39

I'm doing some unit testing, and mocking some properties using Moq.

Now, this is a Controller test (ASP.NET MVC 3). My Controllers derive from an abstract controller, called AbstractController.

This controller has a dependency on the Http Context (in order to do things like theming, domain-specific logic based on HTTP HOST headers, etc).

This is done via a property called WebSiteSettings:

public abstract class AbstractController : Controller
{
   public WebSiteSettings WebSiteSettings { get; private set; }

   // other code
}

Notice the private set - the ctor sets it up. So, i changed it to used an interface, and that's what i've mocked:

public IWebSiteSettings WebSiteSettings { get; private set; }

I then created a "FakeWebSiteSettings", which mocks the Http Context in order for it to read the HTTP headers.

The problem is, when i run the test, i get a NotSupportedException:

Invalid setup on a non-virtual (overridable in VB) member: x => x.WebSiteSettings

Here's the relevant mocking code:

var mockWebSiteSettings = new Mock<FakeWebSiteSettings>();
var mockController = new Mock<MyController>(SomeRepository);
mockController.Setup(x => x.WebSiteSettings).Returns(mockWebSiteSettings.Object);

_controller = mockController.Object;

var httpContextBase = MvcMockHelpers.FakeHttpContext();
httpContextBase.Setup(x => x.Request.ServerVariables).Returns(new NameValueCollection
    {
        {"HTTP_HOST","localhost.www.mydomain.com"}, 
});
_controller.SetFakeControllerContext(httpContextBase.Object);

If i make the WebsiteSettings property virtual - the test passes.

But i can't understand why i need to do this. I'm not actually overriding the property, i'm simply mocking how it is setup.

Am i missing something, or doing this wrong?

59

Moq and other similar mocking frameworks can only mock interfaces, abstract methods/properties (on abstract classes) or virtual methods/properties on concrete classes.

This is because it generates a proxy that will implement the interface or create a derived class that overrides those overrideable methods in order to intercept calls.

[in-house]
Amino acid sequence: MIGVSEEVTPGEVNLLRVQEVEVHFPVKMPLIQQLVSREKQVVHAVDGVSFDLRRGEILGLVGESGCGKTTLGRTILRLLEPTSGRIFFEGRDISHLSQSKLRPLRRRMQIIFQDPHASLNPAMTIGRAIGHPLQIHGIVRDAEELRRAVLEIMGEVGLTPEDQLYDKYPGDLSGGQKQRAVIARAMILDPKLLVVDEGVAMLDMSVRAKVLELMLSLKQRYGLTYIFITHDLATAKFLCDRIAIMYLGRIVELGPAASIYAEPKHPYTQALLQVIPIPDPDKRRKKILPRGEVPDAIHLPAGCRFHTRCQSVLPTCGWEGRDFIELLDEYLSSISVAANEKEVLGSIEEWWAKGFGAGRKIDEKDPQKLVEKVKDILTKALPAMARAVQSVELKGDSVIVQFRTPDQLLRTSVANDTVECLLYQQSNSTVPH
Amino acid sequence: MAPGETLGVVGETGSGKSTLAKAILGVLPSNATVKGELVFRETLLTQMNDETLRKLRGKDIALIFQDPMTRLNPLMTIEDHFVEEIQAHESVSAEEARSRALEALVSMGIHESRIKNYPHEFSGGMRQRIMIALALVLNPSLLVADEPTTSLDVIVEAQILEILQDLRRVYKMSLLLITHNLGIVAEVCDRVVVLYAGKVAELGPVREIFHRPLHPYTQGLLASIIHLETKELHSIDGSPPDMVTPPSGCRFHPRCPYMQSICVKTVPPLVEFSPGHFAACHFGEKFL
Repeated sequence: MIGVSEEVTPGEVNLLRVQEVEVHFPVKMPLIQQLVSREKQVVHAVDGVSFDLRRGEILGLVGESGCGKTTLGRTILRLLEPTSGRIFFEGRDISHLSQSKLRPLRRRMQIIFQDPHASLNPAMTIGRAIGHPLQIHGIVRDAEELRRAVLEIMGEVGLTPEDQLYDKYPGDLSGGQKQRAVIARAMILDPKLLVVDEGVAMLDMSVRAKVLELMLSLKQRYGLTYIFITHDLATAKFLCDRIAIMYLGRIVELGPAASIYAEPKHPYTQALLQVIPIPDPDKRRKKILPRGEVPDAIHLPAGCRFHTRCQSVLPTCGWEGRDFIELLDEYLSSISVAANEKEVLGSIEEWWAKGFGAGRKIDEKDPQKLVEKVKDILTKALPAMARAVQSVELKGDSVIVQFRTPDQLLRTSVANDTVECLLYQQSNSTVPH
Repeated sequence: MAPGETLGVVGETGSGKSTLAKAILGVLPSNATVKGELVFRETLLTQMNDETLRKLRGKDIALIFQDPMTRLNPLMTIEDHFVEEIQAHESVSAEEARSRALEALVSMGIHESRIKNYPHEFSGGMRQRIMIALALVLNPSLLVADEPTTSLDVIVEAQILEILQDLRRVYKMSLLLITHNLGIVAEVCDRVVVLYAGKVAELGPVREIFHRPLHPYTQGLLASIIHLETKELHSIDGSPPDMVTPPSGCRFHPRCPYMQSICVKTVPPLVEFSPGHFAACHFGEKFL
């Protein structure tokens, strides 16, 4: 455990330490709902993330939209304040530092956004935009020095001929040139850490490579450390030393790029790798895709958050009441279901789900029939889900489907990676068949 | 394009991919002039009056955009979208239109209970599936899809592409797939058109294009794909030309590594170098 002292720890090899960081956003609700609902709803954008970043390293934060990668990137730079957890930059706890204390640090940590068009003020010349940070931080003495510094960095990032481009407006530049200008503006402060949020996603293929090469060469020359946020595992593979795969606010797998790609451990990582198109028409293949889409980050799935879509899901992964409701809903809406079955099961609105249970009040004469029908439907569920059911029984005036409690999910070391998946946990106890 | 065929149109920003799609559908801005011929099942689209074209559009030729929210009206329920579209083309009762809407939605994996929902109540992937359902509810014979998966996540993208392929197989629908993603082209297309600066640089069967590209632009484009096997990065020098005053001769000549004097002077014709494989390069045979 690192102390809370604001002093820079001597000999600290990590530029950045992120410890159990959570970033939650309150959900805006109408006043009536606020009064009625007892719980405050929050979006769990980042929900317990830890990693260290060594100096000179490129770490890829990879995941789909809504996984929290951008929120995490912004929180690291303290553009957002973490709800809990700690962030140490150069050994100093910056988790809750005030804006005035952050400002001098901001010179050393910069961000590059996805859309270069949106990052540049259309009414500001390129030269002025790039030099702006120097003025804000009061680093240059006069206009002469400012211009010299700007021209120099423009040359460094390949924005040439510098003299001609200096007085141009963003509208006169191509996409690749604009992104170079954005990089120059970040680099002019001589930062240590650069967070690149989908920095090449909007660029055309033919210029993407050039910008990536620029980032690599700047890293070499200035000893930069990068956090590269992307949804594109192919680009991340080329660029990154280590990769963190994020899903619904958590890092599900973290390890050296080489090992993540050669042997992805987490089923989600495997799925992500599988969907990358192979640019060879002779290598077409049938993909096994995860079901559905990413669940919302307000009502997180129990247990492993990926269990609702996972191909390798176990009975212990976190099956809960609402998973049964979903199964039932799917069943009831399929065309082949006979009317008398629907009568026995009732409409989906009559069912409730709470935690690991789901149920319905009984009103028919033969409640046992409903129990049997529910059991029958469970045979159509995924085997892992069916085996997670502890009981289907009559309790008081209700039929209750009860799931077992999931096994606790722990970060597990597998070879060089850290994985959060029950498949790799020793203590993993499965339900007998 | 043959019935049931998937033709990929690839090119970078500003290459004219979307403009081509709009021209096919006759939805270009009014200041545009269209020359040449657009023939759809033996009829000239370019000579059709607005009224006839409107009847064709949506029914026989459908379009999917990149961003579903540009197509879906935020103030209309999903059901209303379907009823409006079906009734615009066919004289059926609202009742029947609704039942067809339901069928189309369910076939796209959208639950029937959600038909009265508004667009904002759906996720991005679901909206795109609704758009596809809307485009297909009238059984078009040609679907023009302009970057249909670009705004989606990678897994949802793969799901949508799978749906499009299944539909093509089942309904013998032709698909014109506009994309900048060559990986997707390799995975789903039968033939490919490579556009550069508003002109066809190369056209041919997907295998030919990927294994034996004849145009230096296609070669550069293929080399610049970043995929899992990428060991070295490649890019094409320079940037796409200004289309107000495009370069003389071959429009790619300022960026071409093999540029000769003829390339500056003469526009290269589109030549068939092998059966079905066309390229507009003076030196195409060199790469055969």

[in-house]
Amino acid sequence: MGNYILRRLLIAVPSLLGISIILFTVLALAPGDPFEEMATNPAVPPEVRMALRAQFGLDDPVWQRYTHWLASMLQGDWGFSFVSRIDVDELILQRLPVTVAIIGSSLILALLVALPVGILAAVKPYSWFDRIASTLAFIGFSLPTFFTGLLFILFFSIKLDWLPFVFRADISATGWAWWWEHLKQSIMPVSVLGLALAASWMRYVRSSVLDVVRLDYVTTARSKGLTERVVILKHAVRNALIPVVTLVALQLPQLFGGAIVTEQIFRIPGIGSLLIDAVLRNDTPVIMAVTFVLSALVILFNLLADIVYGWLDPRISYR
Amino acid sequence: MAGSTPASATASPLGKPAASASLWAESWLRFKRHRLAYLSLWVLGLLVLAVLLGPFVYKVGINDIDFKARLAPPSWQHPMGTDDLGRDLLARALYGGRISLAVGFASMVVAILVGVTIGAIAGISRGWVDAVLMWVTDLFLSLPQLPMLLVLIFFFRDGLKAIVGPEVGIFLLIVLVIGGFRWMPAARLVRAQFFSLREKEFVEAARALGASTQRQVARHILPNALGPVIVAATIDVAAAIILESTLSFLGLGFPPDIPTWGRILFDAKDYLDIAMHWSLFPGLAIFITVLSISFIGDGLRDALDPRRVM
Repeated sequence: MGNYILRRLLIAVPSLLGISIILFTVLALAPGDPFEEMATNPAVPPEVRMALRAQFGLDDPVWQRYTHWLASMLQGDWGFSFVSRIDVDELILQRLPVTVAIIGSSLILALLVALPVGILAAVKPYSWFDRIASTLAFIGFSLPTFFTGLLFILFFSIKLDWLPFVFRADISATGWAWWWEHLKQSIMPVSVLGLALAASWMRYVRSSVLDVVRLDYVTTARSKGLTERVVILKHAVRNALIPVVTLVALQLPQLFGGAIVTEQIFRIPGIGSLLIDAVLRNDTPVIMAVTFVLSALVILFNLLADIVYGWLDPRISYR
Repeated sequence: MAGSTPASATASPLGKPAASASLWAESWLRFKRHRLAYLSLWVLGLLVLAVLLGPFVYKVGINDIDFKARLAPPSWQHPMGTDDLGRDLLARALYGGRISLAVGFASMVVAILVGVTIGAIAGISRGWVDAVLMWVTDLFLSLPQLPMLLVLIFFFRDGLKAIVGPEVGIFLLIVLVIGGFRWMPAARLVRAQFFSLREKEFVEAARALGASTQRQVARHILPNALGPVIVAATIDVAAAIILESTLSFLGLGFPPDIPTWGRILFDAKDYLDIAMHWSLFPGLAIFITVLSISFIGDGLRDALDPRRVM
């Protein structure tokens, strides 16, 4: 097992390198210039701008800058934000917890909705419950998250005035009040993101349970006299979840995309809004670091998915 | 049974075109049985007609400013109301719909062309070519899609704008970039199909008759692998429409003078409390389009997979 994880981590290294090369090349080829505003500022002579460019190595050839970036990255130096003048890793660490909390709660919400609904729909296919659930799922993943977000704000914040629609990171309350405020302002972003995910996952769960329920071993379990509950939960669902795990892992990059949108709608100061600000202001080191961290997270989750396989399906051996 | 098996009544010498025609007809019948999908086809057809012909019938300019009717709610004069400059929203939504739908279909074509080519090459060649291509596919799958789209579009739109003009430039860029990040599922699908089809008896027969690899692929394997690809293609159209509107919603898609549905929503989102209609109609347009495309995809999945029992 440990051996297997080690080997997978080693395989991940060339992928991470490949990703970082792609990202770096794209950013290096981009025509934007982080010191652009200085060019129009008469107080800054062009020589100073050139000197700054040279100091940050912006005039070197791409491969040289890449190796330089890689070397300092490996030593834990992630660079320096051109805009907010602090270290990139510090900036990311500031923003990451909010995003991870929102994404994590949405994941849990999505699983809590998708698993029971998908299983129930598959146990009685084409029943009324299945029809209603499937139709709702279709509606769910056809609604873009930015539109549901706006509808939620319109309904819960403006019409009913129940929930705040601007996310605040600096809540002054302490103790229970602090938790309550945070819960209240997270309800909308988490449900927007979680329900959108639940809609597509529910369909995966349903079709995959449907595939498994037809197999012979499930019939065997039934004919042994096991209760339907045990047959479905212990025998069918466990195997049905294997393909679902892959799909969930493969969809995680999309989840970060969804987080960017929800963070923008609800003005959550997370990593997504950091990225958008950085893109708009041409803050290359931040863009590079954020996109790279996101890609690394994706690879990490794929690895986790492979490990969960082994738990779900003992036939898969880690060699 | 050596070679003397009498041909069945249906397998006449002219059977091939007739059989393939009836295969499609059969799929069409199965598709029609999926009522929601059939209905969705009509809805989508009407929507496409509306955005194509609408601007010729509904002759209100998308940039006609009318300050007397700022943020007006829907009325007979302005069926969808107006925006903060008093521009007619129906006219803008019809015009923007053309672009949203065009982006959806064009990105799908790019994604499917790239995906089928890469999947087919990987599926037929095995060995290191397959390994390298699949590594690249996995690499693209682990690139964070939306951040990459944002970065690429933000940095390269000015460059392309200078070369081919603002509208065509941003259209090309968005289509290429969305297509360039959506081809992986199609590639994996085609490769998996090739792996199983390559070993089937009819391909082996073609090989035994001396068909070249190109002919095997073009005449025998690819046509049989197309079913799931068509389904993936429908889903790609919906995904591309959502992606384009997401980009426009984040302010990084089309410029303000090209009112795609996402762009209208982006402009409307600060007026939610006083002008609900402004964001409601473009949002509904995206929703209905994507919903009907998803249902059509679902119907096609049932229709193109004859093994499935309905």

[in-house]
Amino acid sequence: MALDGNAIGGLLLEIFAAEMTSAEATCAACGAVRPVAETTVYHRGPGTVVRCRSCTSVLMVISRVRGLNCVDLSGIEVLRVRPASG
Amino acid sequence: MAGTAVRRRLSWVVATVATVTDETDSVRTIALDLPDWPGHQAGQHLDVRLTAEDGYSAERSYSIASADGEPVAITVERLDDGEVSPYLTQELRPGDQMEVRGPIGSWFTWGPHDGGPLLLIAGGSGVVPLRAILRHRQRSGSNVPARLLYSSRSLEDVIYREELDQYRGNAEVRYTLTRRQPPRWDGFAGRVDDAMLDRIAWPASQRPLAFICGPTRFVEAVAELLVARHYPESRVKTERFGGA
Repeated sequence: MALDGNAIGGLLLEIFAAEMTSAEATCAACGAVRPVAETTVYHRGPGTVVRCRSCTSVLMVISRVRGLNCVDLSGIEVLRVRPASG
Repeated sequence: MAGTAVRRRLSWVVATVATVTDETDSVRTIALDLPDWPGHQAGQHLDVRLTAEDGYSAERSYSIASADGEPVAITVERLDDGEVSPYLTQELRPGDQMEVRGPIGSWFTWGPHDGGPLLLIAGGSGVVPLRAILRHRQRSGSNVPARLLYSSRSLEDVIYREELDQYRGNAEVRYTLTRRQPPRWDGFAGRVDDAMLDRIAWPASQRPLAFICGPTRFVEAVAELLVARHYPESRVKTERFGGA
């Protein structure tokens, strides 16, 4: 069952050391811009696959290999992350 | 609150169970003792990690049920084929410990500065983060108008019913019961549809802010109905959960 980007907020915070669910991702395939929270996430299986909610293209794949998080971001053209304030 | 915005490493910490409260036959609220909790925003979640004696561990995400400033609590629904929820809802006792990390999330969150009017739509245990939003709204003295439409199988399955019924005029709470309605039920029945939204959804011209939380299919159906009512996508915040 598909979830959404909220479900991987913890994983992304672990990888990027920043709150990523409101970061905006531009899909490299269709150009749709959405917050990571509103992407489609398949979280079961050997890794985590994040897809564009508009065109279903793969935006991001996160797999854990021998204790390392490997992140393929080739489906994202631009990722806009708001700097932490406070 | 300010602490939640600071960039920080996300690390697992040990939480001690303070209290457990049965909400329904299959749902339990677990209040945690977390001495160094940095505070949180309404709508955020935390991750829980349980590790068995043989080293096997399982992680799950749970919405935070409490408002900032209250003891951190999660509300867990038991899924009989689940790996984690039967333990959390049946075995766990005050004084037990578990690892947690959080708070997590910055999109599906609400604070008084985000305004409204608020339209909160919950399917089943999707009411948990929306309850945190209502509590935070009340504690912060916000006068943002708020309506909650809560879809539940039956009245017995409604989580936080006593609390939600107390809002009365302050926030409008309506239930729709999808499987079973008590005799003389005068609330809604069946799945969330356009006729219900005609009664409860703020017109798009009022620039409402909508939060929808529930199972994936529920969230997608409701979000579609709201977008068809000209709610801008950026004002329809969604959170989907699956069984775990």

• 2
    Only way with Moq. Others such as TypeMock Isolator, Moles can intercept these methods/properties – aqwert Apr 15 '11 at 0:08
4

I've created an interface and wrapper class. e.g.

    public interface IWebClient
    {
        string DownloadString(string url);
    }

    public class WebClient : IWebClient
    {
        private readonly System.Net.WebClient _webClient = new System.Net.WebClient();

        public string DownloadString(string url)
        {
            return _webClient.DownloadString(url);
        }
    }

and then in your unit tests just mock out the interface:

        var mockWebClient = new Mock<IWebClient>();

Obviously you may need to include more properties / methods. But does the trick.

Another useful trick for other mocking problems, such as modifying the current date time (I always use UTC date time):

public interface IDateTimeUtcNowProvider
{
    DateTime UtcNow { get; } 
}

public class DateTimeUtcNowProvider : IDateTimeUtcNowProvider
{
    public DateTime UtcNow { get { return DateTime.UtcNow; } }
}

e.g. if you have a service that runs every x minutes you can just mock out the IDateTimeProvider and return a time that is later to check the service ran again... or whatever.

3

"So....what i did is the only way?"

No not the only way - you are much better off implementing an interface and mocking that. Then your actual methods can be virtual or not as you choose.

  • I'm interested in this answer but don't understand it! Giles, could you elaborate, perhaps using RPM1984's original example? – MrBlueSky Sep 27 '12 at 7:19
0

Although, all that was said before is true, it's worth to know that the proxy-mocking approach (like the one that moq uses)i s not the only one possible.

Check http://www.typemock.com/ for a comprehensive, solution, that allows you to mock both sealed classes, non-virtual methods etc. Pretty powerful.

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